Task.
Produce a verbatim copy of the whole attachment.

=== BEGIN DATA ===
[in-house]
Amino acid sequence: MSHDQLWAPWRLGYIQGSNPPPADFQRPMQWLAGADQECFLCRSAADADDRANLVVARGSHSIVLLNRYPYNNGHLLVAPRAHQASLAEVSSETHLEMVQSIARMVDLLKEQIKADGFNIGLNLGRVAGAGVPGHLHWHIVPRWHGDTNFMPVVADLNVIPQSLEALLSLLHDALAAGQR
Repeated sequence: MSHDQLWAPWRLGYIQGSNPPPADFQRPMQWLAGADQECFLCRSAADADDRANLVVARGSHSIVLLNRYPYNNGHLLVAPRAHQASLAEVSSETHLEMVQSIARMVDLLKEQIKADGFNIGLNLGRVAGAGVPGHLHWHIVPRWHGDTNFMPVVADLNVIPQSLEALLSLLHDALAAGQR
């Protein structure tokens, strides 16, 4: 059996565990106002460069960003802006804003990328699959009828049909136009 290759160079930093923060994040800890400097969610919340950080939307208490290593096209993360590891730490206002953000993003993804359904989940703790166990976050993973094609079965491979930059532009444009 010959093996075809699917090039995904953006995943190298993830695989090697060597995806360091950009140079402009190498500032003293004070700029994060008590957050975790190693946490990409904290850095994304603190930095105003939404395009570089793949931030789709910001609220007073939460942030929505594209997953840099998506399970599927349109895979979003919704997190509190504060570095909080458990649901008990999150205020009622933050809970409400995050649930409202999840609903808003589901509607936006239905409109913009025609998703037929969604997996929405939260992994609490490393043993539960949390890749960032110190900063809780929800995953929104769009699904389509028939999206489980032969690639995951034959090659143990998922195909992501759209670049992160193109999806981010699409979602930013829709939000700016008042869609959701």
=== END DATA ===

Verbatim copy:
[in-house]
Amino acid sequence: MSHDQLWAPWRLGYIQGSNPPPADFQRPMQWLAGADQECFLCRSAADADDRANLVVARGSHSIVLLNRYPYNNGHLLVAPRAHQASLAEVSSETHLEMVQSIARMVDLLKEQIKADGFNIGLNLGRVAGAGVPGHLHWHIVPRWHGDTNFMPVVADLNVIPQSLEALLSLLHDALAAGQR
Repeated sequence: MSHDQLWAPWRLGYIQGSNPPPADFQRPMQWLAGADQECFLCRSAADADDRANLVVARGSHSIVLLNRYPYNNGHLLVAPRAHQASLAEVSSETHLEMVQSIARMVDLLKEQIKADGFNIGLNLGRVAGAGVPGHLHWHIVPRWHGDTNFMPVVADLNVIPQSLEALLSLLHDALAAGQR
């Protein structure tokens, strides 16, 4: 059996565990106002460069960003802006804003990328699959009828049909136009 290759160079930093923060994040800890400097969610919340950080939307208490290593096209993360590891730490206002953000993003993804359904989940703790166990976050993973094609079965491979930059532009444009 010959093996075809699917090039995904953006995943190298993830695989090697060597995806360091950009140079402009190498500032003293004070700029994060008590957050975790190693946490990409904290850095994304603190930095105003939404395009570089793949931030789709910001609220007073939460942030929505594209997953840099998506399970599927349109895979979003919704997190509190504060570095909080458990649901008990999150205020009622933050809970409400995050649930409202999840609903808003589901509607936006239905409109913009025609998703037929969604997996929405939260992994609490490393043993539960949390890749960032110190900063809780929800995953929104769009699904389509028939999206489980032969690639995951034959090659143990998922195909992501759209670049992160193109999806981010699409979602930013829709939000700016008042869609959701």